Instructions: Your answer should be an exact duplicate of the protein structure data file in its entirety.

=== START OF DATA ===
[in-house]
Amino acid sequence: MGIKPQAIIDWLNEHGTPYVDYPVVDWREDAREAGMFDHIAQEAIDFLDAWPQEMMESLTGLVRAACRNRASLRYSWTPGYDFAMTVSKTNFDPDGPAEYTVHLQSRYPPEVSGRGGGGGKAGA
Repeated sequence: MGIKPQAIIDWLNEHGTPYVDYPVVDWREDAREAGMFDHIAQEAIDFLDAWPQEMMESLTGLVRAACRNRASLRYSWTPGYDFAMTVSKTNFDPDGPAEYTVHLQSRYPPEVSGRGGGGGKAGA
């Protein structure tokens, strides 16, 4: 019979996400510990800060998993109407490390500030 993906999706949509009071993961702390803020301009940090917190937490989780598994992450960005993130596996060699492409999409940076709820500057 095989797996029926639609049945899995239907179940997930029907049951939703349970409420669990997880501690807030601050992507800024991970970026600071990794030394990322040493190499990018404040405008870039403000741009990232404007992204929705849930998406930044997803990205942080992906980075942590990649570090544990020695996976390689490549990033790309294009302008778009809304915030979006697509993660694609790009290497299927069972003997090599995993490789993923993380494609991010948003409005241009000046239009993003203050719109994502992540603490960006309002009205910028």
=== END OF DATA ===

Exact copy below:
[in-house]
Amino acid sequence: MGIKPQAIIDWLNEHGTPYVDYPVVDWREDAREAGMFDHIAQEAIDFLDAWPQEMMESLTGLVRAACRNRASLRYSWTPGYDFAMTVSKTNFDPDGPAEYTVHLQSRYPPEVSGRGGGGGKAGA
Repeated sequence: MGIKPQAIIDWLNEHGTPYVDYPVVDWREDAREAGMFDHIAQEAIDFLDAWPQEMMESLTGLVRAACRNRASLRYSWTPGYDFAMTVSKTNFDPDGPAEYTVHLQSRYPPEVSGRGGGGGKAGA
């Protein structure tokens, strides 16, 4: 019979996400510990800060998993109407490390500030 993906999706949509009071993961702390803020301009940090917190937490989780598994992450960005993130596996060699492409999409940076709820500057 095989797996029926639609049945899995239907179940997930029907049951939703349970409420669990997880501690807030601050992507800024991970970026600071990794030394990322040493190499990018404040405008870039403000741009990232404007992204929705849930998406930044997803990205942080992906980075942590990649570090544990020695996976390689490549990033790309294009302008778009809304915030979006697509993660694609790009290497299927069972003997090599995993490789993923993380494609991010948003409005241009000046239009993003203050719109994502992540603490960006309002009205910028």